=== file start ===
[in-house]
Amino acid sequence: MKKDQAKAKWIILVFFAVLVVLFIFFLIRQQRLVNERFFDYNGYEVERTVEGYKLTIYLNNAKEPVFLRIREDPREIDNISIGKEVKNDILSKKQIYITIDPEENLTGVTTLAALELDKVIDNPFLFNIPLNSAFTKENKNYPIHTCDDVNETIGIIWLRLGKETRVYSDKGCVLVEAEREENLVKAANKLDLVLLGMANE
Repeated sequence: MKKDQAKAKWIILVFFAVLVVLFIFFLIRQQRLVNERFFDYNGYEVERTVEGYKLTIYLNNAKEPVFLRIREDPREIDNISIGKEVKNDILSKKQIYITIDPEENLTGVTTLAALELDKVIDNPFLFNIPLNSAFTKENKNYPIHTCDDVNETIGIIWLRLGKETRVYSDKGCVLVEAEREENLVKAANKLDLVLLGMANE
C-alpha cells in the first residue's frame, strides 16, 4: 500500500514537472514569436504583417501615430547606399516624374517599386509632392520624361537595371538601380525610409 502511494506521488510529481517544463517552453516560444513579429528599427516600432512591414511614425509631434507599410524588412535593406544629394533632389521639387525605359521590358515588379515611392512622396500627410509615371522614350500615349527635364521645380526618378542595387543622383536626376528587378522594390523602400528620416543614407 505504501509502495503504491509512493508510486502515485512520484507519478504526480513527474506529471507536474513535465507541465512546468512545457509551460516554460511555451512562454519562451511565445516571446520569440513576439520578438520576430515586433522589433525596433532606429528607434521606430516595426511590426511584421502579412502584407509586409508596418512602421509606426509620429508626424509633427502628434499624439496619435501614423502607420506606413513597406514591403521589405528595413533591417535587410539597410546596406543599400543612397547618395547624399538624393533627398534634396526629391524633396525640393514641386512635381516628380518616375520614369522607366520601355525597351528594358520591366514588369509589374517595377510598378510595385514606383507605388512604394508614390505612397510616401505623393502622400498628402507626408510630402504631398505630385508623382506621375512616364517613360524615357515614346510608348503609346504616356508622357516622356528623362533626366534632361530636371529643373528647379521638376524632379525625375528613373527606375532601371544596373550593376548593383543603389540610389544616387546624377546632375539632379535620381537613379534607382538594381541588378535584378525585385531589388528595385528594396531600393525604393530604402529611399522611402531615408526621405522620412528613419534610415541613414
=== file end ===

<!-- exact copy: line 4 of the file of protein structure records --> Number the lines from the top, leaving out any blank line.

C-alpha cells in the first residue's frame, strides 16, 4: 500500500514537472514569436504583417501615430547606399516624374517599386509632392520624361537595371538601380525610409 502511494506521488510529481517544463517552453516560444513579429528599427516600432512591414511614425509631434507599410524588412535593406544629394533632389521639387525605359521590358515588379515611392512622396500627410509615371522614350500615349527635364521645380526618378542595387543622383536626376528587378522594390523602400528620416543614407 505504501509502495503504491509512493508510486502515485512520484507519478504526480513527474506529471507536474513535465507541465512546468512545457509551460516554460511555451512562454519562451511565445516571446520569440513576439520578438520576430515586433522589433525596433532606429528607434521606430516595426511590426511584421502579412502584407509586409508596418512602421509606426509620429508626424509633427502628434499624439496619435501614423502607420506606413513597406514591403521589405528595413533591417535587410539597410546596406543599400543612397547618395547624399538624393533627398534634396526629391524633396525640393514641386512635381516628380518616375520614369522607366520601355525597351528594358520591366514588369509589374517595377510598378510595385514606383507605388512604394508614390505612397510616401505623393502622400498628402507626408510630402504631398505630385508623382506621375512616364517613360524615357515614346510608348503609346504616356508622357516622356528623362533626366534632361530636371529643373528647379521638376524632379525625375528613373527606375532601371544596373550593376548593383543603389540610389544616387546624377546632375539632379535620381537613379534607382538594381541588378535584378525585385531589388528595385528594396531600393525604393530604402529611399522611402531615408526621405522620412528613419534610415541613414